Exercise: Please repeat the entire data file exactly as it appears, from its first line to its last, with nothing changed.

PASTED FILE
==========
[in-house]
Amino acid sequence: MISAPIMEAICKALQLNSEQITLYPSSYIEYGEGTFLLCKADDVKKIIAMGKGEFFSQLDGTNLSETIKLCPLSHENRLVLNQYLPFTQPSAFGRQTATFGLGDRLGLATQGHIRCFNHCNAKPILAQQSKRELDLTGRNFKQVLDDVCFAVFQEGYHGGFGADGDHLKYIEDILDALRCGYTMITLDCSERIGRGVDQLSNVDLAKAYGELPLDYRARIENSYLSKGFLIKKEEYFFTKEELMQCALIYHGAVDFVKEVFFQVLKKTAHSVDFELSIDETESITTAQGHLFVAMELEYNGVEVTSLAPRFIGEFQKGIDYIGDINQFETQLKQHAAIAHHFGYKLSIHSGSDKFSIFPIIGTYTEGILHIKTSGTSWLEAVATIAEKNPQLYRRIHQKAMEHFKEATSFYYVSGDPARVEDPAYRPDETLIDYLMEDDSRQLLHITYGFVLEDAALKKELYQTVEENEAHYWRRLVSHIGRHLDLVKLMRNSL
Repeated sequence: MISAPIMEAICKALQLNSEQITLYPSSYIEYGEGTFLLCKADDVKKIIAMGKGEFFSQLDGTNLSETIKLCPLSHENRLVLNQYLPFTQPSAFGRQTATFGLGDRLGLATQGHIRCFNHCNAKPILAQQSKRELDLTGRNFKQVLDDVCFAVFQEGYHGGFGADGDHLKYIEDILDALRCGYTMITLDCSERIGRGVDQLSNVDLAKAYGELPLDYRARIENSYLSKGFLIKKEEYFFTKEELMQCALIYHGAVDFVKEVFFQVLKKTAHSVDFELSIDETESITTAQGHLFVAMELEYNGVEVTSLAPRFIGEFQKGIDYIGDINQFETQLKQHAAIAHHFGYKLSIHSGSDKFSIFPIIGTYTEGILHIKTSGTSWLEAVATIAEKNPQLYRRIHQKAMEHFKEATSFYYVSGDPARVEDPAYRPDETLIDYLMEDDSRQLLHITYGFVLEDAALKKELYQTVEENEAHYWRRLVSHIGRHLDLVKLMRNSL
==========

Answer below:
[in-house]
Amino acid sequence: MISAPIMEAICKALQLNSEQITLYPSSYIEYGEGTFLLCKADDVKKIIAMGKGEFFSQLDGTNLSETIKLCPLSHENRLVLNQYLPFTQPSAFGRQTATFGLGDRLGLATQGHIRCFNHCNAKPILAQQSKRELDLTGRNFKQVLDDVCFAVFQEGYHGGFGADGDHLKYIEDILDALRCGYTMITLDCSERIGRGVDQLSNVDLAKAYGELPLDYRARIENSYLSKGFLIKKEEYFFTKEELMQCALIYHGAVDFVKEVFFQVLKKTAHSVDFELSIDETESITTAQGHLFVAMELEYNGVEVTSLAPRFIGEFQKGIDYIGDINQFETQLKQHAAIAHHFGYKLSIHSGSDKFSIFPIIGTYTEGILHIKTSGTSWLEAVATIAEKNPQLYRRIHQKAMEHFKEATSFYYVSGDPARVEDPAYRPDETLIDYLMEDDSRQLLHITYGFVLEDAALKKELYQTVEENEAHYWRRLVSHIGRHLDLVKLMRNSL
Repeated sequence: MISAPIMEAICKALQLNSEQITLYPSSYIEYGEGTFLLCKADDVKKIIAMGKGEFFSQLDGTNLSETIKLCPLSHENRLVLNQYLPFTQPSAFGRQTATFGLGDRLGLATQGHIRCFNHCNAKPILAQQSKRELDLTGRNFKQVLDDVCFAVFQEGYHGGFGADGDHLKYIEDILDALRCGYTMITLDCSERIGRGVDQLSNVDLAKAYGELPLDYRARIENSYLSKGFLIKKEEYFFTKEELMQCALIYHGAVDFVKEVFFQVLKKTAHSVDFELSIDETESITTAQGHLFVAMELEYNGVEVTSLAPRFIGEFQKGIDYIGDINQFETQLKQHAAIAHHFGYKLSIHSGSDKFSIFPIIGTYTEGILHIKTSGTSWLEAVATIAEKNPQLYRRIHQKAMEHFKEATSFYYVSGDPARVEDPAYRPDETLIDYLMEDDSRQLLHITYGFVLEDAALKKELYQTVEENEAHYWRRLVSHIGRHLDLVKLMRNSL